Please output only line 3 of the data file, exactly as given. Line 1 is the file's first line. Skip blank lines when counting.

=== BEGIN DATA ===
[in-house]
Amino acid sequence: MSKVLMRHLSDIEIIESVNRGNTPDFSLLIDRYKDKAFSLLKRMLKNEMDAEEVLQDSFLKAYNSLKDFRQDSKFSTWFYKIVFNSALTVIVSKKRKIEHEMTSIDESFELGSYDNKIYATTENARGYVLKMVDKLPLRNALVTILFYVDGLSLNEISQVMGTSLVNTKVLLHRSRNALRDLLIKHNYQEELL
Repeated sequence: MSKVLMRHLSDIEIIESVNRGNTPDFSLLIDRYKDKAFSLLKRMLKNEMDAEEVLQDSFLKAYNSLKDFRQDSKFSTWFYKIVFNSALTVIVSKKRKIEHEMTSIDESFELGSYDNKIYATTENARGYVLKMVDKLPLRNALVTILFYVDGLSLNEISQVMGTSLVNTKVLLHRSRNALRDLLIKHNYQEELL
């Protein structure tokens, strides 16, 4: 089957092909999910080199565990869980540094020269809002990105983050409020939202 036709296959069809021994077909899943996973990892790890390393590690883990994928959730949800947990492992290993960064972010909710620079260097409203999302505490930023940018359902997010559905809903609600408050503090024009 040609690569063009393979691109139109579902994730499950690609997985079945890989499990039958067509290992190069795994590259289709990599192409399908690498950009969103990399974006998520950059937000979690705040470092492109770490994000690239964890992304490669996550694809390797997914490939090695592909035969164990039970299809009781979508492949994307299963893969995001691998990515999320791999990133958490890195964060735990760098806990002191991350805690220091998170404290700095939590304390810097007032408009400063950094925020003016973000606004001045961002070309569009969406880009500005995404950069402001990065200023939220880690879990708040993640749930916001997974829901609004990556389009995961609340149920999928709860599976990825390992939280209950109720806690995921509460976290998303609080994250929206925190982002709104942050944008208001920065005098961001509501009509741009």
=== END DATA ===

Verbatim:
Repeated sequence: MSKVLMRHLSDIEIIESVNRGNTPDFSLLIDRYKDKAFSLLKRMLKNEMDAEEVLQDSFLKAYNSLKDFRQDSKFSTWFYKIVFNSALTVIVSKKRKIEHEMTSIDESFELGSYDNKIYATTENARGYVLKMVDKLPLRNALVTILFYVDGLSLNEISQVMGTSLVNTKVLLHRSRNALRDLLIKHNYQEELL